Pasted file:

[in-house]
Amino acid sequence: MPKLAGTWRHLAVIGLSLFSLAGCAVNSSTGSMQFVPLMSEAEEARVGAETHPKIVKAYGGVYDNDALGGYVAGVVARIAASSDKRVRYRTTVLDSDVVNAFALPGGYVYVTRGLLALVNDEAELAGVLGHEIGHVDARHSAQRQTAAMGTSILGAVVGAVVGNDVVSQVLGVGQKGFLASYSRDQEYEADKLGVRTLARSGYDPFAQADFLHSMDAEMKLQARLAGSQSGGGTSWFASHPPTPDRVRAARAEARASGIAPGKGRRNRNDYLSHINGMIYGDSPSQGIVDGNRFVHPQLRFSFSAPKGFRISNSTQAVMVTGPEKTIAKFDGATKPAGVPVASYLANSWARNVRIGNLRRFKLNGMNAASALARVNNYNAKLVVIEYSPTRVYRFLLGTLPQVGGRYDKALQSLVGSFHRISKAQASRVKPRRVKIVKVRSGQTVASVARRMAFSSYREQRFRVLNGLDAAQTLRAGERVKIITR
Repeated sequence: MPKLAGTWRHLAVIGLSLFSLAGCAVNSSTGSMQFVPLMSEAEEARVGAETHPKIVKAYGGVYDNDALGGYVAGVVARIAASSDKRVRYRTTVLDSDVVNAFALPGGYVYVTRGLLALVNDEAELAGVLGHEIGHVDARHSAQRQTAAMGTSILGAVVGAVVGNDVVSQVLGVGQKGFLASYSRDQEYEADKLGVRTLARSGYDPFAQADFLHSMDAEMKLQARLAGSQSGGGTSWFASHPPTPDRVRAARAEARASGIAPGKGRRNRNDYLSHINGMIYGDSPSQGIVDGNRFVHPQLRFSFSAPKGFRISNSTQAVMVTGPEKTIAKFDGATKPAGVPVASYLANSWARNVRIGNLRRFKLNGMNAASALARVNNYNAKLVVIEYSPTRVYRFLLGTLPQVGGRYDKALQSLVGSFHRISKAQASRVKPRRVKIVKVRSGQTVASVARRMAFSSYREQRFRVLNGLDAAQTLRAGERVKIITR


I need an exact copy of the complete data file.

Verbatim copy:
[in-house]
Amino acid sequence: MPKLAGTWRHLAVIGLSLFSLAGCAVNSSTGSMQFVPLMSEAEEARVGAETHPKIVKAYGGVYDNDALGGYVAGVVARIAASSDKRVRYRTTVLDSDVVNAFALPGGYVYVTRGLLALVNDEAELAGVLGHEIGHVDARHSAQRQTAAMGTSILGAVVGAVVGNDVVSQVLGVGQKGFLASYSRDQEYEADKLGVRTLARSGYDPFAQADFLHSMDAEMKLQARLAGSQSGGGTSWFASHPPTPDRVRAARAEARASGIAPGKGRRNRNDYLSHINGMIYGDSPSQGIVDGNRFVHPQLRFSFSAPKGFRISNSTQAVMVTGPEKTIAKFDGATKPAGVPVASYLANSWARNVRIGNLRRFKLNGMNAASALARVNNYNAKLVVIEYSPTRVYRFLLGTLPQVGGRYDKALQSLVGSFHRISKAQASRVKPRRVKIVKVRSGQTVASVARRMAFSSYREQRFRVLNGLDAAQTLRAGERVKIITR
Repeated sequence: MPKLAGTWRHLAVIGLSLFSLAGCAVNSSTGSMQFVPLMSEAEEARVGAETHPKIVKAYGGVYDNDALGGYVAGVVARIAASSDKRVRYRTTVLDSDVVNAFALPGGYVYVTRGLLALVNDEAELAGVLGHEIGHVDARHSAQRQTAAMGTSILGAVVGAVVGNDVVSQVLGVGQKGFLASYSRDQEYEADKLGVRTLARSGYDPFAQADFLHSMDAEMKLQARLAGSQSGGGTSWFASHPPTPDRVRAARAEARASGIAPGKGRRNRNDYLSHINGMIYGDSPSQGIVDGNRFVHPQLRFSFSAPKGFRISNSTQAVMVTGPEKTIAKFDGATKPAGVPVASYLANSWARNVRIGNLRRFKLNGMNAASALARVNNYNAKLVVIEYSPTRVYRFLLGTLPQVGGRYDKALQSLVGSFHRISKAQASRVKPRRVKIVKVRSGQTVASVARRMAFSSYREQRFRVLNGLDAAQTLRAGERVKIITR